Thursday, May 05, 2005

"Headline Scenarios..Could Get Ugly" MBA Prez

The next president of the Mortgage Bankers Association likens the current situation to surfing. " Bodysurfers call it 'the Wedge.' The vectors behind the Wedge, some manmade and some natural, converge to create an opportunity for either incredible achievement or devastating injury."

"Ladies and gentlemen, welcome to the state of the secondary market in 2005. We have some major vectors interacting to create our own unpredictable waves, and it's all coming to a head right now. It can come crashing down around us, or offer us one of the most beautiful rides we've ever taken. The relationship between originators and secondary market purchasers, between mortgage bankers and the GSEs, is at a critical juncture."

She says everything but 'massive defaults'. "We loan money to people who would not have qualified 30 years ago. That means risk. You know that risk is based on a lot of factors. It's based on the borrower's credit, loan to value and property type. Higher risks are reflected in the rates. Unfortunately, the complex reasons behind the correlations are likely not to be heard. We need to be ready to combat a knee-jerk reaction: calls for more regulation based on the headline scenario."

"We're definitely not in a business as usual year for the secondary markets. Things are going to happen. I can see the waves setting up offshore."

11 Comments:

At 9:08 AM, Blogger deb said...

"Adjustable-rate mortgages (ARMs) and interest-only products accounted for 63 percent of mortgage originations in the second-half originations of 2004"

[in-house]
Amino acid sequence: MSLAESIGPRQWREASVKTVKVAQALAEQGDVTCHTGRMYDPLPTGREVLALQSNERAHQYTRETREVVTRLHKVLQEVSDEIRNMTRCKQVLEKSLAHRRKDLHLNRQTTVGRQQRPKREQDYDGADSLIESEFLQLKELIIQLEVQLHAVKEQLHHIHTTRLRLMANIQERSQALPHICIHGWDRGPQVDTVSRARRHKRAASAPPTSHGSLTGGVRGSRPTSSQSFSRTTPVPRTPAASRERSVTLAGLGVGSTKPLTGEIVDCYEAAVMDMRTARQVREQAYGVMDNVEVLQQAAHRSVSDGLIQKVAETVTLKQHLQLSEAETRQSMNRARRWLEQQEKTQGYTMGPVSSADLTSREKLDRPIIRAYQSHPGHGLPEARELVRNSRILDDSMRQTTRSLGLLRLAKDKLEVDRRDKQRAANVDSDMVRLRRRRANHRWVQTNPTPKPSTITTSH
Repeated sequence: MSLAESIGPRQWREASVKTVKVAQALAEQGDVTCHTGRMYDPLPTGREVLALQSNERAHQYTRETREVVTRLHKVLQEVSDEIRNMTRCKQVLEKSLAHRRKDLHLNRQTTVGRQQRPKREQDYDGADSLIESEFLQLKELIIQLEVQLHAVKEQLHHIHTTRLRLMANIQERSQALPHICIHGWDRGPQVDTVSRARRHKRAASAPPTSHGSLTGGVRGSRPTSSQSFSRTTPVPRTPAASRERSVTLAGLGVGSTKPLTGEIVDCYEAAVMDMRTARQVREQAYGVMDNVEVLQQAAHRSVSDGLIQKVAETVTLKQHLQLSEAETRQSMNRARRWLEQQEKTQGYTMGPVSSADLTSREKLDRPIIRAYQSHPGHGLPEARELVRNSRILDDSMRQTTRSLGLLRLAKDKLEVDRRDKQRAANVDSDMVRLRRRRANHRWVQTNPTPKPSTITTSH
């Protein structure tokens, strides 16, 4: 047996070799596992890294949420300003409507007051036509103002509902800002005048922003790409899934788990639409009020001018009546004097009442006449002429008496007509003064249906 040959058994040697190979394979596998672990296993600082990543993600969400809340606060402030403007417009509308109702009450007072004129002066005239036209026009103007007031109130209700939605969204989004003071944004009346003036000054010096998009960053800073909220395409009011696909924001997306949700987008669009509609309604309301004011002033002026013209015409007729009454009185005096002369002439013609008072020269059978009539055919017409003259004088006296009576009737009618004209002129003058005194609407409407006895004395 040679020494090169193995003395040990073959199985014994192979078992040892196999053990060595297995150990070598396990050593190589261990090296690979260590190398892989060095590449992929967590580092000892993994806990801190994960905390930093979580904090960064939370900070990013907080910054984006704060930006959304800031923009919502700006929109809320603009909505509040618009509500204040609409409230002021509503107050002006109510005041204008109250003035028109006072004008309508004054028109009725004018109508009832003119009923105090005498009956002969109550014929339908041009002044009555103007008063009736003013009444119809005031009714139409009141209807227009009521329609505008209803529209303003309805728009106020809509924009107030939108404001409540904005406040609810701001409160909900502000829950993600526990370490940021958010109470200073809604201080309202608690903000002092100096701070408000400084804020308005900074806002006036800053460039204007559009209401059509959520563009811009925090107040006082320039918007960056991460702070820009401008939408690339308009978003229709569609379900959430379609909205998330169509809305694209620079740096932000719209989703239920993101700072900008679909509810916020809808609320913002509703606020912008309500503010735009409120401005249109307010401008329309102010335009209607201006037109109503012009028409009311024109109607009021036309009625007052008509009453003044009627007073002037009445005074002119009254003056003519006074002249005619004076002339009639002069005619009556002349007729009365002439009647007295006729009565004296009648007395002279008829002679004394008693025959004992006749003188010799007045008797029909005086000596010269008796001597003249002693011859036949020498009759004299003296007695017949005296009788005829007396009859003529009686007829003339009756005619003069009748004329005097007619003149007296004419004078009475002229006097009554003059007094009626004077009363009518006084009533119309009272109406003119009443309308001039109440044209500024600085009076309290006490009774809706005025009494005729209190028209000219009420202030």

(from the MBA site)

Wow! We keep hearing the stat that around 34% of mortgage aps are for ARMs. Now in the fine print, we see they make up 63% of loans! Maybe borrowers apply for fixed, then switch to and ARM during the process. This is shocking.

We had been told that hot areas of CA are seeing 80-85% ARMs. Does that mean our rate is even higher?

 
At 9:26 AM, Blogger goleta said...

In light of coming rate increases, the only reason anyone would want ARMs that I can think of is they are buying the properties purely out of speculation and plan to sell them before the rate goes up. I know I only want 15 or 30-year fixed rate if I want to live in a house.

 
At 9:28 AM, Anonymous Anonymous said...

Because prices are so high, everyone has to go with a ARM (mostly IO), at a time when Fixed rates are still near 40 year lows.

Just goes to show that we don't need Fixed rates to increase to burst this bubble, because they don't seem to be an issue any longer. IO and Payment Option mortgages can't go any lower, and they will be rise due to the Feds raising of short term rates.

If it wasn't for these IO type loans this market who have been over a long time ago.

 
At 9:40 AM, Anonymous Anonymous said...

Man, if that doesn't say it all, I don't know what does !